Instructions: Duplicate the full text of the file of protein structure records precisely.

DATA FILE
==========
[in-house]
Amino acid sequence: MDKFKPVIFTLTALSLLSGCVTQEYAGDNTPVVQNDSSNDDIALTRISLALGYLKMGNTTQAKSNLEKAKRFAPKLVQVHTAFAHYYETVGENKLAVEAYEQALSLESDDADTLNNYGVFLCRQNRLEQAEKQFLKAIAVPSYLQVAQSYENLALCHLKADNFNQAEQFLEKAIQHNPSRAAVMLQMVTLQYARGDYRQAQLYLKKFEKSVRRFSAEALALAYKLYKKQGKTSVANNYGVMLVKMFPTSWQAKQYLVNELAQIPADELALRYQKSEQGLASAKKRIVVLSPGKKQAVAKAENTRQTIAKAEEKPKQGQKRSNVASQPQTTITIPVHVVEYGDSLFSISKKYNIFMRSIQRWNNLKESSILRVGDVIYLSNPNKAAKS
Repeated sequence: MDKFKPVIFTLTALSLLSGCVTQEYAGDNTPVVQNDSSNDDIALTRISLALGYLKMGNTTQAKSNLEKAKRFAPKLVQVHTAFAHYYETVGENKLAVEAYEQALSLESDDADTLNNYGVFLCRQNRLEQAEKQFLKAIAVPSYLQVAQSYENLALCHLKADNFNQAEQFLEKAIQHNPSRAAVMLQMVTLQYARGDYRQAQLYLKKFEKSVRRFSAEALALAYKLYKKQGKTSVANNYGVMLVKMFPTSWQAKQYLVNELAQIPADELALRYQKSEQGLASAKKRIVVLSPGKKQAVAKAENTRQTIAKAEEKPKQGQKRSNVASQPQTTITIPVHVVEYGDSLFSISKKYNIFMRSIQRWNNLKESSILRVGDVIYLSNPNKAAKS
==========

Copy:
[in-house]
Amino acid sequence: MDKFKPVIFTLTALSLLSGCVTQEYAGDNTPVVQNDSSNDDIALTRISLALGYLKMGNTTQAKSNLEKAKRFAPKLVQVHTAFAHYYETVGENKLAVEAYEQALSLESDDADTLNNYGVFLCRQNRLEQAEKQFLKAIAVPSYLQVAQSYENLALCHLKADNFNQAEQFLEKAIQHNPSRAAVMLQMVTLQYARGDYRQAQLYLKKFEKSVRRFSAEALALAYKLYKKQGKTSVANNYGVMLVKMFPTSWQAKQYLVNELAQIPADELALRYQKSEQGLASAKKRIVVLSPGKKQAVAKAENTRQTIAKAEEKPKQGQKRSNVASQPQTTITIPVHVVEYGDSLFSISKKYNIFMRSIQRWNNLKESSILRVGDVIYLSNPNKAAKS
Repeated sequence: MDKFKPVIFTLTALSLLSGCVTQEYAGDNTPVVQNDSSNDDIALTRISLALGYLKMGNTTQAKSNLEKAKRFAPKLVQVHTAFAHYYETVGENKLAVEAYEQALSLESDDADTLNNYGVFLCRQNRLEQAEKQFLKAIAVPSYLQVAQSYENLALCHLKADNFNQAEQFLEKAIQHNPSRAAVMLQMVTLQYARGDYRQAQLYLKKFEKSVRRFSAEALALAYKLYKKQGKTSVANNYGVMLVKMFPTSWQAKQYLVNELAQIPADELALRYQKSEQGLASAKKRIVVLSPGKKQAVAKAENTRQTIAKAEEKPKQGQKRSNVASQPQTTITIPVHVVEYGDSLFSISKKYNIFMRSIQRWNNLKESSILRVGDVIYLSNPNKAAKS